language and words in the news

Language and words in the news – 11 September, 2009

Fotolia_6006766_Subscription_rThis post contains a weekly selection of links related to language and words in the news. These can be items from the latest news, blog posts or interesting websites related to global English and language change. Please contact us if you would like to submit a link for us to include.

Global English

Poor language skills hamper UK.
The UK will be held back as it seeks to emerge from recession unless it boosts the number of language graduates, campaigners say.

UK: Universities ‘forced’ to stop teaching languages.
Applications for language degrees are drying up, says head of vice-chancellors group.

UK: Pupils play madame in language class.
‘The children doing the language of the month are treated like little movie stars and that’s the way they get to see themselves.’

Canada: Official Languages Act’s 40th year marked.

USA: Not English only.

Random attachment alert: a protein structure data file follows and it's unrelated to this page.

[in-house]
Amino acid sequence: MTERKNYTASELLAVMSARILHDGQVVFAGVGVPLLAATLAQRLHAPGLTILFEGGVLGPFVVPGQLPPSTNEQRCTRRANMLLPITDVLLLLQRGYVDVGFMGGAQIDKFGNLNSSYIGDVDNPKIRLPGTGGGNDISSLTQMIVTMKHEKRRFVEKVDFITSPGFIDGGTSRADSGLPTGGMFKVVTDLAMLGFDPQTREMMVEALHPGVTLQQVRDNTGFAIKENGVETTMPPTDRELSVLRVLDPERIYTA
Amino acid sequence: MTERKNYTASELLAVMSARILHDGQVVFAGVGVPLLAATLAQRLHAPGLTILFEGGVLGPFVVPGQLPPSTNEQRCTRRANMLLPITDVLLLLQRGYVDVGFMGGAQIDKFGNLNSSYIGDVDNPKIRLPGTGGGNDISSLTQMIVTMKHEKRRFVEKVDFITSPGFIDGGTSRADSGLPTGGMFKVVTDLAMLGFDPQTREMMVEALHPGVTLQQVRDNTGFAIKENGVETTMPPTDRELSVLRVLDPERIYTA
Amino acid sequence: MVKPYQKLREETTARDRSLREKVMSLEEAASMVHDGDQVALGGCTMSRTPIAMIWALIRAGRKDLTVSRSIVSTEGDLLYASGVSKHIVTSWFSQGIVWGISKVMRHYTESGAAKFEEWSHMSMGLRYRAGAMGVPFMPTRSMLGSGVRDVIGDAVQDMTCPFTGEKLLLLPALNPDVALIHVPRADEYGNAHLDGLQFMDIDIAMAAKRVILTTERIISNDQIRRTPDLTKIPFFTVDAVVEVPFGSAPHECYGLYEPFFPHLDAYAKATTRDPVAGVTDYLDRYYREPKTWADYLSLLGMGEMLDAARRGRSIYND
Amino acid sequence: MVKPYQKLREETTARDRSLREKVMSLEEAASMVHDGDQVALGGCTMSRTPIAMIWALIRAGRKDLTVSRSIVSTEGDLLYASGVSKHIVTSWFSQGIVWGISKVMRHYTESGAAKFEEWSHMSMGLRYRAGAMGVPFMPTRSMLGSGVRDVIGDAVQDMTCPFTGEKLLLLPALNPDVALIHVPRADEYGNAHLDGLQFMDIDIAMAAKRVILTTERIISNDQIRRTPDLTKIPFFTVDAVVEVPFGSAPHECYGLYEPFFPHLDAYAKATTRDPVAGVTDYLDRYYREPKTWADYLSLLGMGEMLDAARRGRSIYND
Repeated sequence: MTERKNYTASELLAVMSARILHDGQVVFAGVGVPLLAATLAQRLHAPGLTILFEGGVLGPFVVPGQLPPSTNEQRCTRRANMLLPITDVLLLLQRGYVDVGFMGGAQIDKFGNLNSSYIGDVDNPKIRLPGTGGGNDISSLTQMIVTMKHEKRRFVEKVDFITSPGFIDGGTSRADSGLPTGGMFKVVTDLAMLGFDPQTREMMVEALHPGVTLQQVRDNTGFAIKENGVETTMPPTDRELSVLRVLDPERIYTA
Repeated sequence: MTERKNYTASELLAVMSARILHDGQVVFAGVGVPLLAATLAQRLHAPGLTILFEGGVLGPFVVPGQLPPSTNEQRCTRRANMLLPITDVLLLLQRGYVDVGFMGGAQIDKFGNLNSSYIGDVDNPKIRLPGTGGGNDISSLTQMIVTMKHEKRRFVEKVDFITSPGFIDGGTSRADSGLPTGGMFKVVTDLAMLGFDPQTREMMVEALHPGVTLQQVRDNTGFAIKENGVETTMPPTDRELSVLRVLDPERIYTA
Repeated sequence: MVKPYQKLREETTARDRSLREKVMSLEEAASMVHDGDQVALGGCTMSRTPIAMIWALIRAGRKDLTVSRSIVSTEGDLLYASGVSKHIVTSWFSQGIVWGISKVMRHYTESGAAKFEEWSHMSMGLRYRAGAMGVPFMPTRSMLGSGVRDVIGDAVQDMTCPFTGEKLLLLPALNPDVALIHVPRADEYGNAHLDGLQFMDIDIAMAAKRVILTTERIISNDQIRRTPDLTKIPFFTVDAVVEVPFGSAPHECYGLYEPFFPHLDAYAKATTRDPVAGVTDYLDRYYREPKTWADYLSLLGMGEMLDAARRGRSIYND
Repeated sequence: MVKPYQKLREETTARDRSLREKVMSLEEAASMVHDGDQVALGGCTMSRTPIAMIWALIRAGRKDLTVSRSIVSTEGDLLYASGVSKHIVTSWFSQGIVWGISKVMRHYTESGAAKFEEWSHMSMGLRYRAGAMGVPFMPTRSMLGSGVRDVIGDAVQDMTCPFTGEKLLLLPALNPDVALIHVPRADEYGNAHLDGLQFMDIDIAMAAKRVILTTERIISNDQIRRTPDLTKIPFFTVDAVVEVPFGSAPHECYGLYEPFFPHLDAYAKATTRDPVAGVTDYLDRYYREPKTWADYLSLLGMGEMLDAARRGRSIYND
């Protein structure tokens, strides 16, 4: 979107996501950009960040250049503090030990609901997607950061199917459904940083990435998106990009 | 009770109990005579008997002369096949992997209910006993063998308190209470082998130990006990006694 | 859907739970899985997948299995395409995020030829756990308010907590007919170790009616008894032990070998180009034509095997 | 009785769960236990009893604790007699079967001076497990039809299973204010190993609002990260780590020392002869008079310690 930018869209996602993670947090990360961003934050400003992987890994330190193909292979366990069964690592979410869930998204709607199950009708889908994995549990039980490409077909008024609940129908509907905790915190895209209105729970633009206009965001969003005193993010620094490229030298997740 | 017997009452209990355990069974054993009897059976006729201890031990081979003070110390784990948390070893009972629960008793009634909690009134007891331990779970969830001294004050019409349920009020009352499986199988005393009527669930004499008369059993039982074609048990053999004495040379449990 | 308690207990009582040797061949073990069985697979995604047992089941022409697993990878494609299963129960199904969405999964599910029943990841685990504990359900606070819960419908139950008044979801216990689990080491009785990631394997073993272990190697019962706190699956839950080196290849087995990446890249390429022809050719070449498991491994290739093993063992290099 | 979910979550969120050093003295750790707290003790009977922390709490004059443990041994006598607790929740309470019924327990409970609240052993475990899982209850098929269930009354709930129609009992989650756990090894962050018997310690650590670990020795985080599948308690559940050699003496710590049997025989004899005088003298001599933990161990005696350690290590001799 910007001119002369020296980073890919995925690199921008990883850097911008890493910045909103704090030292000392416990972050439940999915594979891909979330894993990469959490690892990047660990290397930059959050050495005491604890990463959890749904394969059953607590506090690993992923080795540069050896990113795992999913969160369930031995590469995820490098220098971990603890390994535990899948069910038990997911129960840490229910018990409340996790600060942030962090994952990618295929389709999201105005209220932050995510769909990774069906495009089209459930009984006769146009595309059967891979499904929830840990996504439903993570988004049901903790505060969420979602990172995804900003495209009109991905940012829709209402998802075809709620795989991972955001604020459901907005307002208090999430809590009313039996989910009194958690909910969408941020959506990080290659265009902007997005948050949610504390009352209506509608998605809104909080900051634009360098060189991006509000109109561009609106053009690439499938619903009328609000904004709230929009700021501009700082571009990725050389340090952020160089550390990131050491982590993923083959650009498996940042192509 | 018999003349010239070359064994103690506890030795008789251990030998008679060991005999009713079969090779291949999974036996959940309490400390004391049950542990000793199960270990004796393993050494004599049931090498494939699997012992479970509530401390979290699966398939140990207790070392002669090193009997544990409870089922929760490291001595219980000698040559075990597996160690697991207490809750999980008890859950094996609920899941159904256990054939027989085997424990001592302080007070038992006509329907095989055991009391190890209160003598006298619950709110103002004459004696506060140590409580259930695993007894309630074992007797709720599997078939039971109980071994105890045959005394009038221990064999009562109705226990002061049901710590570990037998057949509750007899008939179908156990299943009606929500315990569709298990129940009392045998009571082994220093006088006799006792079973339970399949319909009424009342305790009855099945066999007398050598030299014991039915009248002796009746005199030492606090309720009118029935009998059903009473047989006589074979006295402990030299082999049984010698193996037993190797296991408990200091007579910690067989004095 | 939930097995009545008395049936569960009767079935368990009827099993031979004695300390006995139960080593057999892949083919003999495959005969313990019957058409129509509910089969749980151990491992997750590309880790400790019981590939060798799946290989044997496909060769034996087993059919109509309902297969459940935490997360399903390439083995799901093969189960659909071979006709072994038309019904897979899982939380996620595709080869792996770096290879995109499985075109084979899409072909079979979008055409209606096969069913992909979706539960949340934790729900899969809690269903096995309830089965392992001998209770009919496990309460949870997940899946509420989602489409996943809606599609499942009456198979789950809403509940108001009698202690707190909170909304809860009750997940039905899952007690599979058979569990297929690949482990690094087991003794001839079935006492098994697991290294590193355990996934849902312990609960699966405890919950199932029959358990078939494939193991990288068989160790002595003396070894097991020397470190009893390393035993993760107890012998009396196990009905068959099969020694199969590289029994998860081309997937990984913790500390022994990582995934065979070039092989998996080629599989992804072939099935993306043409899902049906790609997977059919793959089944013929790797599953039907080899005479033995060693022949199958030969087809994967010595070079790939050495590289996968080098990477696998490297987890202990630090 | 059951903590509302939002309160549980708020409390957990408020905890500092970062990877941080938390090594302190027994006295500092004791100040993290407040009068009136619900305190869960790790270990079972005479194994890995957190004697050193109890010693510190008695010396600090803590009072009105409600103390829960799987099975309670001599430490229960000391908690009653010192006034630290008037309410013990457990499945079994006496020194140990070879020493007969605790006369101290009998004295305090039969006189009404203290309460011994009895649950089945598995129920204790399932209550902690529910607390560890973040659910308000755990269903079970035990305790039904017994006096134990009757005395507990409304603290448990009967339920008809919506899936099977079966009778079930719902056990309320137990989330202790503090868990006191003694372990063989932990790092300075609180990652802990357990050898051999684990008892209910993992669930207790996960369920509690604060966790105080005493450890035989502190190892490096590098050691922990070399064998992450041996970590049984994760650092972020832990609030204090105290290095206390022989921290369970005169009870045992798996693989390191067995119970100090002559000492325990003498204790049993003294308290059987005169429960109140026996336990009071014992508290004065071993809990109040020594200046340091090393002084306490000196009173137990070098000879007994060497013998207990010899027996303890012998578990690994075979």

‘This is America! Speak English!’

Children can learn a second language in preschool, study finds.

English is toughest European language to read.

Common errors in English

5 grammar mistakes that make you sound like a chimp.

Grammar gaffe at Google apps for students.

One in the eye for slipshod signwriters.
“Thank you for your patients whiles we improve your store.”

Language change and slang

‘Bailout,’ ‘climate change’ top buzzwords.
What have been the USA’s busiest political buzzwords since the inauguration of U.S. president Barack Obama?

Things people say that I hate

George W. Bush tops English gobbledegook poll.
Former U.S. president George W. Bush topped a poll of the worst examples of mangled English released Wednesday, followed closely by Arnold Schwarzenegger and Donald Rumsfeld.

Adjective control is getting lax at Broadcasting House.

Books, words and the history of language

It’s a woman thing.
The word ‘woman’is not derived from (or a mere variation on) the term ‘man’. The story is much more complicated.

Children’s illustrations of idioms.

Missing the nuance.
The most effective writing uses words sharply and precisely.

Are dictionaries becoming obsolete?

Word games.

Read last week’s post or  more about language and words in the news.

Email this Post Email this Post

About the author


Jonathan Cole

Leave a Comment